Carmen Reinhart and Kenneth Rogoff’s book, “This Time is Different,” has become the bible of the Obama administration. Their claim that recoveries after financial crises are naturally much slower than other recoveries has given President Obama a lot of cover. Their argument may be widely accepted by the media but has not been so readily accepted by economists.
Reinhart and Rogoff lashed out at academic critics a couple of weeks ago with an opinion piece in Bloomberg and again recently on CNN, attacking economists who disagree with them as blinded by support for Mitt Romney.
Our current recovery has been the weakest since at least World War II. Thirty-nine months since the recovery started in June 2009, job growth has been only 2 percent. During the average recovery since 1970, job growth over the first 39 months has averaged over 8 percent. The current recovery has failed to keep up with the growth in the working age population. Unlike past recoveries, much of the drop in the unemployment rate simply reflects people giving up looking for work. And there is no doubt there was a financial crisis.
But the financial crisis is not the explanation for the slow recovery.
The problem for Reinhart and Rogoff is that neither US historical data nor recent international comparisons support their assertion. Indeed, their claim is at odds with two well-known stylized facts:
1) Severe recessions are matched by strong recoveries, known as Zarnowitz’s law (the basis for Milton Friedman “plucking model” introduced in 1964 and supported by direct evidence in 1993).
2) Most severe recessions are accompanied by banking crises. Put these two stylized facts together, and even before looking at the data, you have to be somewhat skeptical about the Reinhart-Rogoff generalization.
When you do look at the data the results are clear. In five of the six financial crises since 1882 – the Great Depression of the 1930s was the sole exception – the strength of the recovery in real Gross National Product greatly exceeds the previous decline, by close to 6 percentage points over the eight quarters following the cyclical trough. This is similar to what we see in the two severe contractions in which there are no financial crises. The recent recession and recovery are more similar to the Great Depression than the other episodes.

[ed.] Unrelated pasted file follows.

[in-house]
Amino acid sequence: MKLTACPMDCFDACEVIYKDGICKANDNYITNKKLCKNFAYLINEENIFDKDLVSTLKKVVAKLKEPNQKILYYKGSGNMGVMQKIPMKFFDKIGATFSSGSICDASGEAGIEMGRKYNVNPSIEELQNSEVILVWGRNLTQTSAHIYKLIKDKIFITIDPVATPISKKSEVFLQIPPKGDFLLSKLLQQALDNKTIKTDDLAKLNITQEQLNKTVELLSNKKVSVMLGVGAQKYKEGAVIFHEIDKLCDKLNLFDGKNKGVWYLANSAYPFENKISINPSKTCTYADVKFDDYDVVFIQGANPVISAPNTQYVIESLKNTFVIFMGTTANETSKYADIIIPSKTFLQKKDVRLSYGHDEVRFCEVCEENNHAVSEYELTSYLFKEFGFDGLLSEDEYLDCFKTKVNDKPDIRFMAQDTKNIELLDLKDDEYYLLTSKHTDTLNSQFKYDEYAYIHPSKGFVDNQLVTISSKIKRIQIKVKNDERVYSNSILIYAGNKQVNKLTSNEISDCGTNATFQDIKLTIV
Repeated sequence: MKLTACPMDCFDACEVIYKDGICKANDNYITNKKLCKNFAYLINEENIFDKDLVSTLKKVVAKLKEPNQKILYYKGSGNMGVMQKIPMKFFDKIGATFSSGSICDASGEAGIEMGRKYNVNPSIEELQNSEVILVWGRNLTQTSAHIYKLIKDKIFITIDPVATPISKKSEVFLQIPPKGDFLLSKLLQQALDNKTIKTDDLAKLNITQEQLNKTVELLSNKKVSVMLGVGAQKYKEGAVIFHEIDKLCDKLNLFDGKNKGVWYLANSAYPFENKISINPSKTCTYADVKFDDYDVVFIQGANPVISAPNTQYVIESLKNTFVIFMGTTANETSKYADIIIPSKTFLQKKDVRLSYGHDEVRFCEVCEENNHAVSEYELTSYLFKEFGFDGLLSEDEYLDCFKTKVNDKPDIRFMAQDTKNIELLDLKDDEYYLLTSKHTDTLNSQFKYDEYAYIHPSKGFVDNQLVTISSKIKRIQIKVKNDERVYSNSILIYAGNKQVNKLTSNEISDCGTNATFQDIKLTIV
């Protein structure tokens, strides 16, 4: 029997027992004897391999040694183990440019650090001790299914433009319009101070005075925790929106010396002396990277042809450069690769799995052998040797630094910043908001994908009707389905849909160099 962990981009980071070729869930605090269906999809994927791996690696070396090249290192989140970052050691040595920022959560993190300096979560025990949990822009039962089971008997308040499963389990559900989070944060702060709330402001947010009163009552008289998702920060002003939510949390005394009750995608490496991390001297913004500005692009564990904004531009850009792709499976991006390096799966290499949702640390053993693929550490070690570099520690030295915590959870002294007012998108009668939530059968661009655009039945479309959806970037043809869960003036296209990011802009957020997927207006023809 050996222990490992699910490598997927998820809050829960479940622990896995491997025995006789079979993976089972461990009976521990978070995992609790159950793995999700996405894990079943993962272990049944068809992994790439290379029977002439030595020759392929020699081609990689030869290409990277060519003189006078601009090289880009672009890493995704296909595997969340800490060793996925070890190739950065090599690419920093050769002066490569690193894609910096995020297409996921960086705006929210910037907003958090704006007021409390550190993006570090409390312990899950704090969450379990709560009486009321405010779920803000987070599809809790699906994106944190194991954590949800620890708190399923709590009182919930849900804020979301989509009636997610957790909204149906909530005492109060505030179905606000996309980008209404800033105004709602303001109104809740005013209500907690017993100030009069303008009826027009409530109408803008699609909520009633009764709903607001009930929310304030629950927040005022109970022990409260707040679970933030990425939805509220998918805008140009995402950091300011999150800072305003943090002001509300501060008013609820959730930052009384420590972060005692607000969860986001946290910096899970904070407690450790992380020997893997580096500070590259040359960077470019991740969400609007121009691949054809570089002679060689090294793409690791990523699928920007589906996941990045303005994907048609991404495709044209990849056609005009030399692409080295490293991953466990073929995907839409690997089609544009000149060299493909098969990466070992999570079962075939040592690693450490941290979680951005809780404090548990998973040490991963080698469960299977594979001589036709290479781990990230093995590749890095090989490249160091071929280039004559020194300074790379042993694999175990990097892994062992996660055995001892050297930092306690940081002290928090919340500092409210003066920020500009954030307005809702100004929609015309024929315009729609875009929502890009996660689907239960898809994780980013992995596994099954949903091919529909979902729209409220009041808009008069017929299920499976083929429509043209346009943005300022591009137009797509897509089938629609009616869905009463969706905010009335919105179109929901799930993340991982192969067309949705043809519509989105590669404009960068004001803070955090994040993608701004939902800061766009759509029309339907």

Cross-country comparisons tell a similar story. Unemployment actually recovered faster in countries hit by a financial crisis than in those in a recession for other reasons. Of the nine foreign countries for which the Bureau of Labor Statistics has produced comparable unemployment data based on the same definition of unemployment, Reinhart and Rogoff identify four as suffering from a financial crisis (Germany, Japan, the Netherlands and the United Kingdom) and five as not (Australia, Canada, France, Italy and Sweden). From January 2009 to December 2011, the unemployment rates in the countries with financial crises actually increased less than in those that avoided such a crisis (0.66 percentage points versus 0.86 percentage points).
Countries identified as suffering a financial crisis by Reinhart and Rogoff also did not experience slower Gross Domestic Product (GDP) growth during their recoveries. From the third quarter of 2009, when the U.S. recovery started, the difference in GDP growth between the two sets of nations averaged just one-tenth of 1 percent.
The combination of Obama’s stimulus, multiple jobs bills and massive new regulations on everything from financial markets, housing, health care, credit cards and energy is a possible explanation for the difficulties in the U.S. labor market. Resources spent by the government must come out of someone’s pocket. Spending almost $1 trillion on various stimulus projects means moving around a lot of resources and jobs. People don’t instantly move between jobs, temporarily increasing unemployment. All the new regulations are similarly detrimental. And more regulations may be coming, creating substantial uncertainty about the future.
Canada provides a simple comparison. Our unemployment rates increased in lock step from August 2008 until six months later, in February 2009, when the stimulus was passed in the United States. The increased gap when the stimulus was passed is consistent with the stimulus, not something unique about the financial crisis, being the initial development that made things worse. Since the stimulus largely ended by the middle of 2011, the gap has decreased.
Americans have suffered two very slow recoveries – during the Great Depression and now. The most obvious common factor in both has been the Keynesian policies and massive regulations used to “cure” those downturns. Clearly, “financial crisis” can’t explain the current slow recovery.
Jerry Dwyer is the former Vice President and Director of the Center for Financial Innovation and Stability at the Federal Reserve Bank of Atlanta. James Lothian is is distinguished professor of finance at Fordham University and former vice president in charge of financial research at Citibank/Citicorp.